One of the great things about Jeff Beck is his utter unpredictability. It's also one of the most maddening things about him, too, since it's as likely to lead to flights of genius as it is to weird detours like Beck, Bogert & Appice…
A supercharged, full throttle piece of real deal rock and roll majesty by two of the hottest driving forces in classic rock, vocalist/guitarist Pat Travers and drummer Carmine Appice! United once again, this dynamic duo pull off some of the bluesiest ball busters of all-time like Taken, or the fist-pumping anthem Rock Me plus two bonus tracks that include a monster cover of Barry White s Never Gonna Give You Up!
Exactly as advertised, Travers & Appice is a collaboration between two classic rock icons: guitarist and vocalist Pat Travers, of numerous '70s solo guitar hero records fame, and drummer Carmine Appice, ex-member of Vanilla Fudge, Cactus, Rod Stewart, Ozzy Osbourne – heck, you name it! Paired together by the Steamhammer/SPV label, the duo cut 2004's brashly hard-rocking It Takes a Lot of Balls with the help of journeyman bassist T.M. Stevens, who has previously worked with James Brown, Joe Cocker, Tina Turner, and many more. What exactly makes a rock legend? Chances are you'll never get two identical answers to such a question, but one surefire quality is the ability to excel in virtually any recording or performing situation – no matter how short a notice.
Beck, Bogert & Appice is the eponymous debut album by the 1970s band Beck, Bogert & Appice. They were a supergroup and power trio, with the line up of guitarist Jeff Beck (who had already been a member of The Yardbirds and The Jeff Beck Group), bassist Tim Bogert, and drummer Carmine Appice (both formerly members of Vanilla Fudge and Cactus). The album had solid sales in 1973. One of the most notable tracks is Beck's version of the famous song of Stevie Wonder's and his creation: "Superstition". This was the band's only studio album, as Beck left the band without warning during the recording of their second album, forcing a sudden dissolution in 1974.
Back in the '70s, both Pat Travers and Carmine Appice were responsible for laying down the boogie – Travers as a leader of the Pat Travers Band, and Appice as a member of Cactus and Beck Bogert & Appice. Fast forward three decades later, and the duo has decided to combine their talents (along with session pro bassist T.M. Stevens), as Travers & Appice. Touring in support of a debut album with the title of It Takes a Lot of Balls, it shouldn't have come as a surprise that their shows were rift with testosterone-heavy rock (but with a bluesy feel). Less than a year after the arrival of their debut comes a concert set, 2005's Live at the House of Blues. With Travers & Appice splitting the vocal duties, the group harks back to the days when power trios ruled the earth.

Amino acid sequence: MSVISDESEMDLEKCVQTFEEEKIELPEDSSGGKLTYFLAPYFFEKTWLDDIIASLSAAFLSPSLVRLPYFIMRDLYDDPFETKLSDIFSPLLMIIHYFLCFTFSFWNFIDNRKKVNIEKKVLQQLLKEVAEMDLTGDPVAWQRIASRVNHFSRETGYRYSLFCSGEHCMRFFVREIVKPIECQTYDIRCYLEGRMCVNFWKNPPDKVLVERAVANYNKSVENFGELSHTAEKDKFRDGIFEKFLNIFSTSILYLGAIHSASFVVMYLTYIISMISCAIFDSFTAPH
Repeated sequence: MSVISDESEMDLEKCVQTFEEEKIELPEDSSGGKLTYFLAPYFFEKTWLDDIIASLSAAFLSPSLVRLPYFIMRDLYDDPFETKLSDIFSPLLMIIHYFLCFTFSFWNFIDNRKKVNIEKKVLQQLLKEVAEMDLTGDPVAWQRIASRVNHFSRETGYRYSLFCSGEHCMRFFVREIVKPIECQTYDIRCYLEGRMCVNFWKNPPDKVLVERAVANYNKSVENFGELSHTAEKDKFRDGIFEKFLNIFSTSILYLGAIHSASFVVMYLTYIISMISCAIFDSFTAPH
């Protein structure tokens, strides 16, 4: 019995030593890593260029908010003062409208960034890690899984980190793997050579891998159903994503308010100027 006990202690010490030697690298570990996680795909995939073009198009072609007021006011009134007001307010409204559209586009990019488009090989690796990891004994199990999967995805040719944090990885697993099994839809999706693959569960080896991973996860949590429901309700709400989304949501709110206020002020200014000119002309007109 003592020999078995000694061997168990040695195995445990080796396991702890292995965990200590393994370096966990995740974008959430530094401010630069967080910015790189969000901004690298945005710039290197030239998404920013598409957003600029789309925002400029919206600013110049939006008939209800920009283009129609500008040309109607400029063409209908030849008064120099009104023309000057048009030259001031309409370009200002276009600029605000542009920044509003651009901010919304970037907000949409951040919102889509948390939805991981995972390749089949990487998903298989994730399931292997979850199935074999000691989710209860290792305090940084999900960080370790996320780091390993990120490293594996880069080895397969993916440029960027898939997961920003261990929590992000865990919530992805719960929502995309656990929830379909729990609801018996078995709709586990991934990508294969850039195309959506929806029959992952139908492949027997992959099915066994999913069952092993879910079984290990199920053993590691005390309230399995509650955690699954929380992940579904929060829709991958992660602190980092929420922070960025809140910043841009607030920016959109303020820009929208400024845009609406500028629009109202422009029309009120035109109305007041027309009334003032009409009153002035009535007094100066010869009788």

Few bands embodied the pure excess of the '70s like Queen. Embracing the exaggerated pomp of progressive rock and heavy metal, as well as vaudevillian music hall, the British quartet delved deeply into camp and bombast, creating a huge, mock-operatic sound with layered guitars and overdubbed vocals. Queen's music was a bizarre yet highly accessible fusion of the macho and the fey. For years, their albums boasted the motto "no synthesizers were used on this record," signaling their allegiance with the legions of post-Led Zeppelin hard rock bands. In The Many Faces of Queen we will delve into the inner world of the legendary British foursome including their early recordings, collaborations and their fantastic repertoire. With remastered sound and fantastic artwork, The Many Faces Of Queen is an essential addition to your rock music collection.